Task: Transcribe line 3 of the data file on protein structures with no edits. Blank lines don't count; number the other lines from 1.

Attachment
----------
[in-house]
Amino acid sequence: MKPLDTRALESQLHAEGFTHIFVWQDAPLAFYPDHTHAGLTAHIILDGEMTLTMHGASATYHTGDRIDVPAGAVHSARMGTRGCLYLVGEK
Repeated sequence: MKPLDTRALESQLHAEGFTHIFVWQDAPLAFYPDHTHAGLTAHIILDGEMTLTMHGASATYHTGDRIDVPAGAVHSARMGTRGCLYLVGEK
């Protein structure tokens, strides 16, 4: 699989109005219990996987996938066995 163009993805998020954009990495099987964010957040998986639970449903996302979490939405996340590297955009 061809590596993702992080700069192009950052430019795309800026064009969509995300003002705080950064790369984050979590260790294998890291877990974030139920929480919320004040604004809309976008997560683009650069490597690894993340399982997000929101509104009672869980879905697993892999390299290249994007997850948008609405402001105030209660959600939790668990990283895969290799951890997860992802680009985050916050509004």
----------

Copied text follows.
Repeated sequence: MKPLDTRALESQLHAEGFTHIFVWQDAPLAFYPDHTHAGLTAHIILDGEMTLTMHGASATYHTGDRIDVPAGAVHSARMGTRGCLYLVGEK